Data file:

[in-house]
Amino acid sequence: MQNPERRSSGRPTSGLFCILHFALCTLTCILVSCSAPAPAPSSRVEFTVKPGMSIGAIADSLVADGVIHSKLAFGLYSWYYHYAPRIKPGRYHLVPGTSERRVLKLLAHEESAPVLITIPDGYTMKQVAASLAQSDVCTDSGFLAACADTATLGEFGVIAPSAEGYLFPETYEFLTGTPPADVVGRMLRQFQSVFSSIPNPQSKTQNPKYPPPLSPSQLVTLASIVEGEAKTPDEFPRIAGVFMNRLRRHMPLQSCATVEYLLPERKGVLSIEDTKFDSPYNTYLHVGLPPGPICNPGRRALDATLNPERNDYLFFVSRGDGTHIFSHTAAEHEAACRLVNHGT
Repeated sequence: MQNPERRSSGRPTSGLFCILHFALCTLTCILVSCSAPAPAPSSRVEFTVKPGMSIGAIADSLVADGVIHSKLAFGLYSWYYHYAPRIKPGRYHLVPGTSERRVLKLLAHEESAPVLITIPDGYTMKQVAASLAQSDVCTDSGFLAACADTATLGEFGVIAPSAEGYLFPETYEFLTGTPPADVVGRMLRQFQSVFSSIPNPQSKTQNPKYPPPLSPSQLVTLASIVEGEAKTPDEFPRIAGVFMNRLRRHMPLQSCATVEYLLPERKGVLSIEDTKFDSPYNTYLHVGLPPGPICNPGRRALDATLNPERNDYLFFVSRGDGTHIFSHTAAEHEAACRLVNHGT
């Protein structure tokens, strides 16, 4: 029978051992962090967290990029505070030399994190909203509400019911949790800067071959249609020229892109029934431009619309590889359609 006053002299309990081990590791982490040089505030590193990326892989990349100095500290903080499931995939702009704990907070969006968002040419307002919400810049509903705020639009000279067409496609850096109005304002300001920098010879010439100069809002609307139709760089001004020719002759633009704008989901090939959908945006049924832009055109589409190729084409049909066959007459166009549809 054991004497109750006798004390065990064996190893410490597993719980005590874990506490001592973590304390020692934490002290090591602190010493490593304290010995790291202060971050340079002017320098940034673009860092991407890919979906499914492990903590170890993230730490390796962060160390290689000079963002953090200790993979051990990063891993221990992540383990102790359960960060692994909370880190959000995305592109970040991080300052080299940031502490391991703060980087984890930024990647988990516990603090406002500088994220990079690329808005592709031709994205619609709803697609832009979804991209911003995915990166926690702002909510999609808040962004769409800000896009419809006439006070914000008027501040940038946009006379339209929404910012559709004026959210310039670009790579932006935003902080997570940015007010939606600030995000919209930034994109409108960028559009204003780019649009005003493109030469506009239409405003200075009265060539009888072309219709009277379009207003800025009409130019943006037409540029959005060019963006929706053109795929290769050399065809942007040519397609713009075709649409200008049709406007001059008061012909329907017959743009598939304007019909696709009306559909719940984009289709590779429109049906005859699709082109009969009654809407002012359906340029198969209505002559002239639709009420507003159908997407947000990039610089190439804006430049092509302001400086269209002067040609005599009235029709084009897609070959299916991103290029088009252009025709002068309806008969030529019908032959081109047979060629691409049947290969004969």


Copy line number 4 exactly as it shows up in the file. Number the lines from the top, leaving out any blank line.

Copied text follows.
């Protein structure tokens, strides 16, 4: 029978051992962090967290990029505070030399994190909203509400019911949790800067071959249609020229892109029934431009619309590889359609 006053002299309990081990590791982490040089505030590193990326892989990349100095500290903080499931995939702009704990907070969006968002040419307002919400810049509903705020639009000279067409496609850096109005304002300001920098010879010439100069809002609307139709760089001004020719002759633009704008989901090939959908945006049924832009055109589409190729084409049909066959007459166009549809 054991004497109750006798004390065990064996190893410490597993719980005590874990506490001592973590304390020692934490002290090591602190010493490593304290010995790291202060971050340079002017320098940034673009860092991407890919979906499914492990903590170890993230730490390796962060160390290689000079963002953090200790993979051990990063891993221990992540383990102790359960960060692994909370880190959000995305592109970040991080300052080299940031502490391991703060980087984890930024990647988990516990603090406002500088994220990079690329808005592709031709994205619609709803697609832009979804991209911003995915990166926690702002909510999609808040962004769409800000896009419809006439006070914000008027501040940038946009006379339209929404910012559709004026959210310039670009790579932006935003902080997570940015007010939606600030995000919209930034994109409108960028559009204003780019649009005003493109030469506009239409405003200075009265060539009888072309219709009277379009207003800025009409130019943006037409540029959005060019963006929706053109795929290769050399065809942007040519397609713009075709649409200008049709406007001059008061012909329907017959743009598939304007019909696709009306559909719940984009289709590779429109049906005859699709082109009969009654809407002012359906340029198969209505002559002239639709009420507003159908997407947000990039610089190439804006430049092509302001400086269209002067040609005599009235029709084009897609070959299916991103290029088009252009025709002068309806008969030529019908032959081109047979060629691409049947290969004969």